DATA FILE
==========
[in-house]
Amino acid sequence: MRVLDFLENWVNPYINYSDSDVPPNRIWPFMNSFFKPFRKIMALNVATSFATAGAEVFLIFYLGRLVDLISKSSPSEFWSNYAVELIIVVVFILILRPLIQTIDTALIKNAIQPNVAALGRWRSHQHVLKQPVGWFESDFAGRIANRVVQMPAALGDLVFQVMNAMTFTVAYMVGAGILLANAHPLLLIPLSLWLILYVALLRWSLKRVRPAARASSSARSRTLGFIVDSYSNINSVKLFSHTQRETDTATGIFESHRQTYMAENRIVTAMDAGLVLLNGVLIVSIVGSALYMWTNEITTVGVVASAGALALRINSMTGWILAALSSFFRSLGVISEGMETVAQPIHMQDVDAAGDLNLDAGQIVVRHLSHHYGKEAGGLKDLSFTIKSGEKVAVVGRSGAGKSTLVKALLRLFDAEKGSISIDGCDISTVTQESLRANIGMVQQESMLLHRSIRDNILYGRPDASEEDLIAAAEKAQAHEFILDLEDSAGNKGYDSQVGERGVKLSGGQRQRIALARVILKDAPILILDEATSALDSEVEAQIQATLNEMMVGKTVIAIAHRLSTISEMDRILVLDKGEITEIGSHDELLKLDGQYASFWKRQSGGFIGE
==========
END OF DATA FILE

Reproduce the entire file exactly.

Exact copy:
[in-house]
Amino acid sequence: MRVLDFLENWVNPYINYSDSDVPPNRIWPFMNSFFKPFRKIMALNVATSFATAGAEVFLIFYLGRLVDLISKSSPSEFWSNYAVELIIVVVFILILRPLIQTIDTALIKNAIQPNVAALGRWRSHQHVLKQPVGWFESDFAGRIANRVVQMPAALGDLVFQVMNAMTFTVAYMVGAGILLANAHPLLLIPLSLWLILYVALLRWSLKRVRPAARASSSARSRTLGFIVDSYSNINSVKLFSHTQRETDTATGIFESHRQTYMAENRIVTAMDAGLVLLNGVLIVSIVGSALYMWTNEITTVGVVASAGALALRINSMTGWILAALSSFFRSLGVISEGMETVAQPIHMQDVDAAGDLNLDAGQIVVRHLSHHYGKEAGGLKDLSFTIKSGEKVAVVGRSGAGKSTLVKALLRLFDAEKGSISIDGCDISTVTQESLRANIGMVQQESMLLHRSIRDNILYGRPDASEEDLIAAAEKAQAHEFILDLEDSAGNKGYDSQVGERGVKLSGGQRQRIALARVILKDAPILILDEATSALDSEVEAQIQATLNEMMVGKTVIAIAHRLSTISEMDRILVLDKGEITEIGSHDELLKLDGQYASFWKRQSGGFIGE